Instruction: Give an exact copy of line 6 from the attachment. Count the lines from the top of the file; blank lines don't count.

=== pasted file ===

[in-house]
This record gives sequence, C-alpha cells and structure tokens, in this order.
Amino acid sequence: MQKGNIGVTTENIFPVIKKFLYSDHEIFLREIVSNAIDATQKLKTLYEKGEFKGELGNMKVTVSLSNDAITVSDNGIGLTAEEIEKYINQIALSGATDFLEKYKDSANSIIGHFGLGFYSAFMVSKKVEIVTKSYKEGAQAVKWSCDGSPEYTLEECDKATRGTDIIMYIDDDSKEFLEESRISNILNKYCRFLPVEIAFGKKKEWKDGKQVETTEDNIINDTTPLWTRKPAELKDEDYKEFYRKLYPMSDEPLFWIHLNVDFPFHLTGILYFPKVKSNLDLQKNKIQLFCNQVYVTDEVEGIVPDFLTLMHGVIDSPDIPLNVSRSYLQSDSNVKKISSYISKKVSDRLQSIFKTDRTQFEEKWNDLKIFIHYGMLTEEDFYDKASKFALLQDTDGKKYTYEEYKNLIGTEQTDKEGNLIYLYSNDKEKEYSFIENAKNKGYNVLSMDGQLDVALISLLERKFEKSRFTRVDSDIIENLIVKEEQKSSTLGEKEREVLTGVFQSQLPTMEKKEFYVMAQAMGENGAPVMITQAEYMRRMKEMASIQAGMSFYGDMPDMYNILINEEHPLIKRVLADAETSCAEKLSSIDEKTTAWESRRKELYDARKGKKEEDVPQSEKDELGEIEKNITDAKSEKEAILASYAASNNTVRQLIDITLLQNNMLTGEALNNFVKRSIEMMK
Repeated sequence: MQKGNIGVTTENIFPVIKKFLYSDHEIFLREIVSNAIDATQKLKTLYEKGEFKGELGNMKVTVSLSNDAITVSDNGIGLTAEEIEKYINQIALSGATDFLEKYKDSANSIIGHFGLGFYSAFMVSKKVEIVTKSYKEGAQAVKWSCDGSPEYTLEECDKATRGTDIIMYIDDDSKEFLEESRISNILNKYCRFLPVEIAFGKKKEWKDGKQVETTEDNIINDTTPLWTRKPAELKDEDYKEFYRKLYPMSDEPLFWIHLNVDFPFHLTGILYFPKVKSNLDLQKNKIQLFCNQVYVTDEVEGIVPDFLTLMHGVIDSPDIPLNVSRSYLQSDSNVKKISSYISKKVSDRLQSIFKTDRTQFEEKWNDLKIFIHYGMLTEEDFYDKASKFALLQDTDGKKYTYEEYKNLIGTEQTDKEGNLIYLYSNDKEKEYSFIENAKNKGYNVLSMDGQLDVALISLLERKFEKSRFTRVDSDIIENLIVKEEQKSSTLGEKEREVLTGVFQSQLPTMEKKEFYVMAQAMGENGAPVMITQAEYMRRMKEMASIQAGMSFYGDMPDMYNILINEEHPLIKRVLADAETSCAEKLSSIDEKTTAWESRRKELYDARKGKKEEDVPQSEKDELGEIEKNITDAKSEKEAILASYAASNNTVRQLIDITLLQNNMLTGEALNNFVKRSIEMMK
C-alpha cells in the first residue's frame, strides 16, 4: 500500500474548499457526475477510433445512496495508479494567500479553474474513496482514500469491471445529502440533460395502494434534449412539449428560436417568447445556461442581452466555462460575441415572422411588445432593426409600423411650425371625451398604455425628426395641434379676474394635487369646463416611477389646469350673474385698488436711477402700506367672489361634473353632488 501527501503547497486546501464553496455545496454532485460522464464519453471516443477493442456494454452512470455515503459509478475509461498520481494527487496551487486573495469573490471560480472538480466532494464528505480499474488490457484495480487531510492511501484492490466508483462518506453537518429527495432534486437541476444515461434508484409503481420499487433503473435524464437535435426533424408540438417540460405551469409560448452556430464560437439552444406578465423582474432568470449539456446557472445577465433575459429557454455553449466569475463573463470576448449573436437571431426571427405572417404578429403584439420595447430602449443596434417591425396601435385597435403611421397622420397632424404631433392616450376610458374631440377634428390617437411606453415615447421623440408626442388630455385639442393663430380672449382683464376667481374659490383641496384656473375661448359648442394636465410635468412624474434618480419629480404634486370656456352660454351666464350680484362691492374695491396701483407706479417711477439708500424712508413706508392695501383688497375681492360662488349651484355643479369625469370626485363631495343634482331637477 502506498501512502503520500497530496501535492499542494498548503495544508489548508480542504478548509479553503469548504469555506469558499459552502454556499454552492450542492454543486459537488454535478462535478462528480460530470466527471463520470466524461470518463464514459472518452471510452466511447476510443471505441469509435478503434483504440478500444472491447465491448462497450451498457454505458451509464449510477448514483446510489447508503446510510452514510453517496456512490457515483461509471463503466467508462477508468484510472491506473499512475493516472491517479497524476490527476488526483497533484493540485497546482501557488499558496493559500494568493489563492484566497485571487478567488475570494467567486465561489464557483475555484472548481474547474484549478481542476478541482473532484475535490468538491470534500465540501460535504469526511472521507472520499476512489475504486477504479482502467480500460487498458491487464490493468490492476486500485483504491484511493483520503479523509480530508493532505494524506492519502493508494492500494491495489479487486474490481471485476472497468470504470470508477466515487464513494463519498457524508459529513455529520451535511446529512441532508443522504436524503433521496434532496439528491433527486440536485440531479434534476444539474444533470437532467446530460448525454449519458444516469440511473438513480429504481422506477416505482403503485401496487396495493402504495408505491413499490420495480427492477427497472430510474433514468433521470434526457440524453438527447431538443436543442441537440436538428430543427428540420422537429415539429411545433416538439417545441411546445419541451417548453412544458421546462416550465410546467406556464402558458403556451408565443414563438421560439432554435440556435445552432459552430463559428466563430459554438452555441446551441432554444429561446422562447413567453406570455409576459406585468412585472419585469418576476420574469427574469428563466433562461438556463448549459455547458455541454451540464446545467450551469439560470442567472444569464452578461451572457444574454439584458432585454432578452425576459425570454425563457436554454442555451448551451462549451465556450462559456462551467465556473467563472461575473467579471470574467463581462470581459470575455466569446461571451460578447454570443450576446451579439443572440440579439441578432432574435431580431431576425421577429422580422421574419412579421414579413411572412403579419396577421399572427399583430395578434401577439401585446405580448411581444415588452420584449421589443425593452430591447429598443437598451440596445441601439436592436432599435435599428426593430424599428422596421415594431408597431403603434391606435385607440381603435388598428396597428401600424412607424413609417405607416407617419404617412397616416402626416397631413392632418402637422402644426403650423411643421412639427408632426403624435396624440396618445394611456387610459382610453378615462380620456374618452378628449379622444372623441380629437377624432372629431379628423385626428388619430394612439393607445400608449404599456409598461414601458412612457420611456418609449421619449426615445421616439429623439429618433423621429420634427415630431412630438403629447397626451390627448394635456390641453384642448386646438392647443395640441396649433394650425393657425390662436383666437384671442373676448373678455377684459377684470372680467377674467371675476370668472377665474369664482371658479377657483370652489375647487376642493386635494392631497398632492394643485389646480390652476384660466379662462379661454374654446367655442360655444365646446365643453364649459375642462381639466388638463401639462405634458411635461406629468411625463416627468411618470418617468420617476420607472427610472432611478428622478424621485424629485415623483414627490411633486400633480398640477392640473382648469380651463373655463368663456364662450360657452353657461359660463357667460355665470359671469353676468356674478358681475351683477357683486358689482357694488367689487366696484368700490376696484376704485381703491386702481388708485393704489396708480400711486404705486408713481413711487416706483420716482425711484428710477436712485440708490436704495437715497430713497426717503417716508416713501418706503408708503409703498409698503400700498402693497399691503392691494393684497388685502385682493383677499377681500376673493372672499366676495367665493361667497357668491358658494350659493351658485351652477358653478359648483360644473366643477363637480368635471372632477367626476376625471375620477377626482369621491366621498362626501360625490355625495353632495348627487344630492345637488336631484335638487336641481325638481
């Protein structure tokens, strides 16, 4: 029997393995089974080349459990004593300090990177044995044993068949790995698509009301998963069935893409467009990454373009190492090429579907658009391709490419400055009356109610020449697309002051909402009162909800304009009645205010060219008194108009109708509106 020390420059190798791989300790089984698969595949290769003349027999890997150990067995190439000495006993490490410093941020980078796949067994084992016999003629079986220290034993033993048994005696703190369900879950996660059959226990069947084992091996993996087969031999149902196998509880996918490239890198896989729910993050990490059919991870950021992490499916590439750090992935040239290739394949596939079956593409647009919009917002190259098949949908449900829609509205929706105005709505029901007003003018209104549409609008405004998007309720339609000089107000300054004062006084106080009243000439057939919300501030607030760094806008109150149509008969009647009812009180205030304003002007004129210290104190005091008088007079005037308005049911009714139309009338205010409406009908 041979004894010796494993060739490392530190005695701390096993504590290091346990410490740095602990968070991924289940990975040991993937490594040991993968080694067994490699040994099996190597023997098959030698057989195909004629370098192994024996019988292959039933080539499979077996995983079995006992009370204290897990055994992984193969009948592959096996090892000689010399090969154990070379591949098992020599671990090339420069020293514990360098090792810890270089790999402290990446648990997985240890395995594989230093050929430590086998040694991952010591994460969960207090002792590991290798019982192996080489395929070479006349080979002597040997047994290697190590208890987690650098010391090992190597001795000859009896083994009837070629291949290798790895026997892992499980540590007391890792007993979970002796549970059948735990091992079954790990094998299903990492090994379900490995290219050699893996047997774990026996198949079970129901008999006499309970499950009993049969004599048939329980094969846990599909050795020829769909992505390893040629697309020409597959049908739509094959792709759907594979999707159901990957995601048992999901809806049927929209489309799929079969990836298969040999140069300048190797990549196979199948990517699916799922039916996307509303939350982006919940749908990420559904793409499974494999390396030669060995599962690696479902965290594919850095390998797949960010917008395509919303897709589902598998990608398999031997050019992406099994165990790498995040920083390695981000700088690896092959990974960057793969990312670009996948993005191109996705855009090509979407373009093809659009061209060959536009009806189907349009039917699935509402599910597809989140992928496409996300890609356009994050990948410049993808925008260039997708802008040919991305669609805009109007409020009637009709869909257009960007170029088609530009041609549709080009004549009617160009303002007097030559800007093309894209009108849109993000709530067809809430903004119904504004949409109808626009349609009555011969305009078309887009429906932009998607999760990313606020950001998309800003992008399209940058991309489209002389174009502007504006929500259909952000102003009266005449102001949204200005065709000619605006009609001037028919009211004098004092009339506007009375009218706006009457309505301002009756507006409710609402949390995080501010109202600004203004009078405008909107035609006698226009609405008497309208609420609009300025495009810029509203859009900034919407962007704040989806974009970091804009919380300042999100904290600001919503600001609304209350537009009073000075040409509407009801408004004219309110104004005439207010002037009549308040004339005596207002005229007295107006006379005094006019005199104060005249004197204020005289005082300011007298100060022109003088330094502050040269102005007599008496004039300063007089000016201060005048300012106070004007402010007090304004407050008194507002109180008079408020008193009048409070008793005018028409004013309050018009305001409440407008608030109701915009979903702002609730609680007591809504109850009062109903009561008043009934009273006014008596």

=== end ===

């Protein structure tokens, strides 16, 4: 029997393995089974080349459990004593300090990177044995044993068949790995698509009301998963069935893409467009990454373009190492090429579907658009391709490419400055009356109610020449697309002051909402009162909800304009009645205010060219008194108009109708509106 020390420059190798791989300790089984698969595949290769003349027999890997150990067995190439000495006993490490410093941020980078796949067994084992016999003629079986220290034993033993048994005696703190369900879950996660059959226990069947084992091996993996087969031999149902196998509880996918490239890198896989729910993050990490059919991870950021992490499916590439750090992935040239290739394949596939079956593409647009919009917002190259098949949908449900829609509205929706105005709505029901007003003018209104549409609008405004998007309720339609000089107000300054004062006084106080009243000439057939919300501030607030760094806008109150149509008969009647009812009180205030304003002007004129210290104190005091008088007079005037308005049911009714139309009338205010409406009908 041979004894010796494993060739490392530190005695701390096993504590290091346990410490740095602990968070991924289940990975040991993937490594040991993968080694067994490699040994099996190597023997098959030698057989195909004629370098192994024996019988292959039933080539499979077996995983079995006992009370204290897990055994992984193969009948592959096996090892000689010399090969154990070379591949098992020599671990090339420069020293514990360098090792810890270089790999402290990446648990997985240890395995594989230093050929430590086998040694991952010591994460969960207090002792590991290798019982192996080489395929070479006349080979002597040997047994290697190590208890987690650098010391090992190597001795000859009896083994009837070629291949290798790895026997892992499980540590007391890792007993979970002796549970059948735990091992079954790990094998299903990492090994379900490995290219050699893996047997774990026996198949079970129901008999006499309970499950009993049969004599048939329980094969846990599909050795020829769909992505390893040629697309020409597959049908739509094959792709759907594979999707159901990957995601048992999901809806049927929209489309799929079969990836298969040999140069300048190797990549196979199948990517699916799922039916996307509303939350982006919940749908990420559904793409499974494999390396030669060995599962690696479902965290594919850095390998797949960010917008395509919303897709589902598998990608398999031997050019992406099994165990790498995040920083390695981000700088690896092959990974960057793969990312670009996948993005191109996705855009090509979407373009093809659009061209060959536009009806189907349009039917699935509402599910597809989140992928496409996300890609356009994050990948410049993808925008260039997708802008040919991305669609805009109007409020009637009709869909257009960007170029088609530009041609549709080009004549009617160009303002007097030559800007093309894209009108849109993000709530067809809430903004119904504004949409109808626009349609009555011969305009078309887009429906932009998607999760990313606020950001998309800003992008399209940058991309489209002389174009502007504006929500259909952000102003009266005449102001949204200005065709000619605006009609001037028919009211004098004092009339506007009375009218706006009457309505301002009756507006409710609402949390995080501010109202600004203004009078405008909107035609006698226009609405008497309208609420609009300025495009810029509203859009900034919407962007704040989806974009970091804009919380300042999100904290600001919503600001609304209350537009009073000075040409509407009801408004004219309110104004005439207010002037009549308040004339005596207002005229007295107006006379005094006019005199104060005249004197204020005289005082300011007298100060022109003088330094502050040269102005007599008496004039300063007089000016201060005048300012106070004007402010007090304004407050008194507002109180008079408020008193009048409070008793005018028409004013309050018009305001409440407008608030109701915009979903702002609730609680007591809504109850009062109903009561008043009934009273006014008596």